One of my homesteading goals this year is to expand my garden.

The challenge to that goal is the expense. Since I am using tall, raised beds and vertical gardening to adapt to my inability to crawl on the ground anymore, there is extra expense involved. First, getting a good-sized container, costs between $50 and $150 dollars. Then you have to fill those big containers with lots and lots of bags of soil. Now, a bag of soil is not really that expensive, but when you purchase lots and lots of bags, That’s Expensive.

So, I was excited to see a video that showed how, with a cardboard box and some chicken wire, you can make oodles of garden containers. In this age of on-line ordering, I certainly have a regular supply of boxes. I also have quite a stockpile of recycled chicken wire (see, Oscar, it was worth keeping). Practically free containers! Problem #1 solved.

Later in the video, Dan, the You Tube vlogger at Plant Abundance, showed how you can add sticks, etc. in the bottom of the box. This moves hügelkultur to the container garden – a mini-hügelkultur if you will. By using wood, leaves, and other compostable materials in the bottom of the container to fill the space, you don’t have to use as much soil. There are lots of downed branches in the woods around my house to use for this. Problem #2 solved.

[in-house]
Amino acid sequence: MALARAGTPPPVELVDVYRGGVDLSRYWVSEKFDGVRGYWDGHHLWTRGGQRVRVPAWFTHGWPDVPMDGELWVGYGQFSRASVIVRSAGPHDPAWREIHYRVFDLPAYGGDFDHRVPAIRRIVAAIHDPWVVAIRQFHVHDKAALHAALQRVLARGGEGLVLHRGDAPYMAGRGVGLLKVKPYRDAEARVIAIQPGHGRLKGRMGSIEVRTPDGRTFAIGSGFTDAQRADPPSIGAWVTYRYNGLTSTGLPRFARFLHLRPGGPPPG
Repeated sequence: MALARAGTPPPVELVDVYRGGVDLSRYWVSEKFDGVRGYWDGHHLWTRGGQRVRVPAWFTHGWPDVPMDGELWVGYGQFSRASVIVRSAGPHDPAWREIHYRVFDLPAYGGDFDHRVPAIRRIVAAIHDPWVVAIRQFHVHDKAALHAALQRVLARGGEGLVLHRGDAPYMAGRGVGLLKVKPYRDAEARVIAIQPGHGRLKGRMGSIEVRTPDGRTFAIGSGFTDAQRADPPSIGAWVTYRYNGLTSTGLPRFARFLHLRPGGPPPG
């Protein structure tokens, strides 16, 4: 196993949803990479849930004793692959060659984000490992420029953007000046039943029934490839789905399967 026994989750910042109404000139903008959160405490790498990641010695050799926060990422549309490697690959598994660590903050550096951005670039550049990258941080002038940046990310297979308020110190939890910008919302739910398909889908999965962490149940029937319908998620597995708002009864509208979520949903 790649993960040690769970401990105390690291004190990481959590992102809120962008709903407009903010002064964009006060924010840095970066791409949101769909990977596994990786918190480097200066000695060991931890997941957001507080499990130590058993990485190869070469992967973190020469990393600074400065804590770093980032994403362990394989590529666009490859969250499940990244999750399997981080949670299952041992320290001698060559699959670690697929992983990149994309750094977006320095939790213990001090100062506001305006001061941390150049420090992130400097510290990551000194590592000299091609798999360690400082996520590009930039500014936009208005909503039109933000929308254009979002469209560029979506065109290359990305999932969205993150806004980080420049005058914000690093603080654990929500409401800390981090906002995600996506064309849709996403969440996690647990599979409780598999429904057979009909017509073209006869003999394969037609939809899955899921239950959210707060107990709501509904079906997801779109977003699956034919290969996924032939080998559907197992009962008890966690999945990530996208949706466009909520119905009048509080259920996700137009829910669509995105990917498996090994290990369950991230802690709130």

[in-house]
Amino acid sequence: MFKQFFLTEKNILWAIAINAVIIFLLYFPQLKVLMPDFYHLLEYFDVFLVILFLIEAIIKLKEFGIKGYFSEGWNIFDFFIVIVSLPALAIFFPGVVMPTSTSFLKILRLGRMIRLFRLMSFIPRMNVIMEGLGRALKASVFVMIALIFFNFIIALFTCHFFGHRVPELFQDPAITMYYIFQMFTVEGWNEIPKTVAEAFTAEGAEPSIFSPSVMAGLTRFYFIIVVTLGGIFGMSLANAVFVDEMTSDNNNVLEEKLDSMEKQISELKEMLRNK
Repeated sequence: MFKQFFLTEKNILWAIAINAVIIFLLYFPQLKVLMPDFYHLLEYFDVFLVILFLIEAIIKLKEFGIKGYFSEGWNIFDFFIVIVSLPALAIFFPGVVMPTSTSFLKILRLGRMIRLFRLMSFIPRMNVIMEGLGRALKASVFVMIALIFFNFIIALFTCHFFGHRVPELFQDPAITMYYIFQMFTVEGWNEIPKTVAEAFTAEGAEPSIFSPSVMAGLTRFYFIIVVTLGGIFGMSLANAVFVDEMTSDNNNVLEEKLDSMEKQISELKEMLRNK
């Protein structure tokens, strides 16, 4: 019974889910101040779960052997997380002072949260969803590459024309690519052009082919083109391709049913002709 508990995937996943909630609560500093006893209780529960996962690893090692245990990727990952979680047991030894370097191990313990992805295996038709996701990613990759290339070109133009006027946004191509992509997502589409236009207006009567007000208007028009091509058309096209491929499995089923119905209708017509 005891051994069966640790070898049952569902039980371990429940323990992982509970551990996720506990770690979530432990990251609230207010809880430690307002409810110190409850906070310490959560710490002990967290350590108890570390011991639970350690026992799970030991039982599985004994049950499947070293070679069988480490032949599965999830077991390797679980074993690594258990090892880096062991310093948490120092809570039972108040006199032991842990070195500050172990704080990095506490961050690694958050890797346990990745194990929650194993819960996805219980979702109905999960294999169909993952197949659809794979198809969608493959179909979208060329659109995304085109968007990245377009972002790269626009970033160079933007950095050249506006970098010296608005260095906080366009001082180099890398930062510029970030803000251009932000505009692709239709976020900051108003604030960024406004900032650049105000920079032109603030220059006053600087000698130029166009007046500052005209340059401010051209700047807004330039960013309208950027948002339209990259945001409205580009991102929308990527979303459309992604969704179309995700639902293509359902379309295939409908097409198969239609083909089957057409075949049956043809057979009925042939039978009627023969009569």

I first learned about hügelkultur about ten years ago but, at the time, did not see how to apply it to my situation. Back then I was struggling to garden in a new zone, with a new gardening calendar, different climate issues, different (read that “massively increased”) pest issues, etc. So, I read about hügelkultur, thought “that’s cool”, and went back to my current concerns.

I never thought of it beyond the massive, raised beds it was (originally) intended to create. I love people who can think outside of the (cardboard) box.

It’s exhilarating to learn new ways to apply old concepts from other people. If you want to watch the video I found, click HERE. If you want to learn a little bit about hügelkultur, click HERE and HERE.

Hügelkultur has been practiced for centuries in Eastern Europe and Germany
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